If you’ve ever looked into running display ads, also known as those annoying banners on almost every website that everybody wishes would just go away, then you probably know that they can get quite expensive.
Whether you’re using a CPC or CPM bidding model, display ads have a tendency of reaching a wide audience and quickly exhausting your budget, though there’s no way to guarantee that they’ll do anything useful for your brand.
As someone who’s worked on the agency side and witnessed first hand just how expensive display advertising is, I’ve always suspected that there are more effective ways to increase a brand’s presence online.
Not only do display ads rack up costly clicks and impressions in the blink of an eye, but from my own experience as a consumer, I’ve always suspected that these types of ads are often ignored anyway. (For example, I know that the last time I watched a YouTube video, at least 15 different ads were served, yet I can’t tell you a single thing about any of them.)
Turns out my suspicions were correct.
Brain Scans And Banner Ads
In his 2008 book, Buyology, advertising and branding expert Martin Lindstrom discusses a number of studies he performed using fMRI (functional Magnetic Resonance Imaging, or in layman’s terms, brain scanning technology) to understand whether or not different forms of advertising actually have an impact on consumers’ buying habits. (Side note: if you’re like me and love learning about how psychology and advertising intertwine, then I recommend you check out this book!)
While Buyology describes an extensive amount of research and case studies, I want to emphasize something Lindstrom mentioned that can be applied directly to display campaigns.
Lindstrom references a study that brain-scanning company Neuroco performed for 20th Century Fox, in which test subjects’ electrical brain activity and eye movement were measured while playing a video game. Within the game, ads were placed on billboards, buses, and bus stops, and the results? None of the ads got any attention. As Lindstrom states, “The researchers found that all the visual saturation resulted only in glazed eyes, not higher sales” (p. 142).
This study confirms a suspicion I’ve had for years now (and I’m sure I’m not alone): most of the time, your display ads are being ignored.
Now, I’d like to point out that Lindstrom himself was not discussing Internet display ads, but I believe that the behavior he observed does translate to digital ad campaigns.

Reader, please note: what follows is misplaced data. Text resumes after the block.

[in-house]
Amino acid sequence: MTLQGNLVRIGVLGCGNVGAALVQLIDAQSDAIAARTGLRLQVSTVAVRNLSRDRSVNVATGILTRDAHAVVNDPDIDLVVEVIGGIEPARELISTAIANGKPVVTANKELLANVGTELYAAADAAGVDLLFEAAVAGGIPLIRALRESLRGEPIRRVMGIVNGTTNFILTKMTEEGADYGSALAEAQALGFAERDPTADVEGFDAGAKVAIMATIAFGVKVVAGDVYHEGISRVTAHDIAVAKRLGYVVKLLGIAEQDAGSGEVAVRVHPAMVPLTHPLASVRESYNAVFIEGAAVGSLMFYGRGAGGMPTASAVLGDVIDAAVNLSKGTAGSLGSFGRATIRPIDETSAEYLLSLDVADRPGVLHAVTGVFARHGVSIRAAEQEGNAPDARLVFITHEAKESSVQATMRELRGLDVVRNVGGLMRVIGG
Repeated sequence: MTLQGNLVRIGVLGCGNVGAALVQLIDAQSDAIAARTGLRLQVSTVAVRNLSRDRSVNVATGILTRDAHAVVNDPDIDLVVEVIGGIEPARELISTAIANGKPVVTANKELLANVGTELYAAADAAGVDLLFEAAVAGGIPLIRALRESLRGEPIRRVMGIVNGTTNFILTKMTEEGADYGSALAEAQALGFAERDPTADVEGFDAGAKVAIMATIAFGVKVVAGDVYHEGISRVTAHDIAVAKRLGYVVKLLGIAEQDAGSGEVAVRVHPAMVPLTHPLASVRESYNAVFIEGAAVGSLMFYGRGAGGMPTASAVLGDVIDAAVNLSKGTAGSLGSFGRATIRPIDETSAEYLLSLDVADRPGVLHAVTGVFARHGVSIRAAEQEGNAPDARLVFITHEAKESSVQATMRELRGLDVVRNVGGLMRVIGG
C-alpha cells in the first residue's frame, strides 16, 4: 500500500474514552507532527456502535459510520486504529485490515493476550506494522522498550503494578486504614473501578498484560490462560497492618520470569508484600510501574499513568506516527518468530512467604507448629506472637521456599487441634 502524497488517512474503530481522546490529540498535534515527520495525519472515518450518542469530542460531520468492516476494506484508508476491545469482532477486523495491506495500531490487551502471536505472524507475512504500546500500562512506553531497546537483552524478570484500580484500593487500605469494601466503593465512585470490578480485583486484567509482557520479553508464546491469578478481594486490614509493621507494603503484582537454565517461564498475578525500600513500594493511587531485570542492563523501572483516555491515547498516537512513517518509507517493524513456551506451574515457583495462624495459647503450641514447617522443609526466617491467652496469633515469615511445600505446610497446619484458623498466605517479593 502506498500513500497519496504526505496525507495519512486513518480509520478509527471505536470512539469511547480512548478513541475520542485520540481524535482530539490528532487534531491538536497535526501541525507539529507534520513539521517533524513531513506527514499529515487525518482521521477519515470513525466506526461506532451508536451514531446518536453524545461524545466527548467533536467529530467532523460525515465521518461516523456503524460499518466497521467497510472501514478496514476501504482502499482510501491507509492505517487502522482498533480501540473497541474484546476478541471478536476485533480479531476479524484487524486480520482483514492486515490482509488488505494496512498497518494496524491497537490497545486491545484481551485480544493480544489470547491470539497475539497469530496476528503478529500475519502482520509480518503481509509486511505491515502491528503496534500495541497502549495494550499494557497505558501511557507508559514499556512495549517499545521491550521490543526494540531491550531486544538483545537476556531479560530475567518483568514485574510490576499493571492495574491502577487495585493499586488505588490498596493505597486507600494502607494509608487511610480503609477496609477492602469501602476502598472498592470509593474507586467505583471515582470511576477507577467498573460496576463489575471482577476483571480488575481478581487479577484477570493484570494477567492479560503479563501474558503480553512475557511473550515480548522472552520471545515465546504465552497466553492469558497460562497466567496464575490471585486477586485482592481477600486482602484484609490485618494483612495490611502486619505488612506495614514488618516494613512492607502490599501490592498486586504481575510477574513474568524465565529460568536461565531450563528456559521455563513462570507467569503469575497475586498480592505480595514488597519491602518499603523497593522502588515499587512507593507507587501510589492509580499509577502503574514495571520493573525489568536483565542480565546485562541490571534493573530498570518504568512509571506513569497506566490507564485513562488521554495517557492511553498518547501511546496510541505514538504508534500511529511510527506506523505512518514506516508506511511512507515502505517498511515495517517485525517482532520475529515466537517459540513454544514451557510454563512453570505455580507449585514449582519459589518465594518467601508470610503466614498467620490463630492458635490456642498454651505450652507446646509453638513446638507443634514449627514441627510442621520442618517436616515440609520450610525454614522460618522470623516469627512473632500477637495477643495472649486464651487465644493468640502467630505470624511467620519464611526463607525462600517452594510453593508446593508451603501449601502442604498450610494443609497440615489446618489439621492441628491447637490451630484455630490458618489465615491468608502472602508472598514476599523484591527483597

I’ll elaborate: to start, your audience is visiting a site because they’re interested in its content, and they probably don’t appreciate being bombarded with distracting ads.
Are You Being Tuned Out?
But there’s another reason why your display ads aren’t as effective as you’d hoped, and Lindstrom touched on this in his book as well: people are being “visually overstimulated” and, as a result, they’re starting to tune advertisers out.
This is a concept that’s long been discussed by marketing experts, yet often goes ignored. The fact is, as an advertiser, you need to do more to capture your audience’s attention than simply putting yourself in front of them.
That’s not to say that every display campaign is destined to fail; rather, my goal here is to emphasize just how crucial it is to have a strategic plan and a realistic goal for every dollar you spend on ads. Even more importantly, I can’t stress enough that advertising should never be viewed as a way to fix a failing business, but that’s a topic I can discuss in an entirely separate post.
Here’s my challenge to you: if you’re currently running display ads and you have a suspicion they’re not working, take a close look at your campaign’s performance. Perhaps your audience, like Lindstrom’s test subjects, are simply tuning out your ads, and your budget would be better spent on a different marketing channel entirely.
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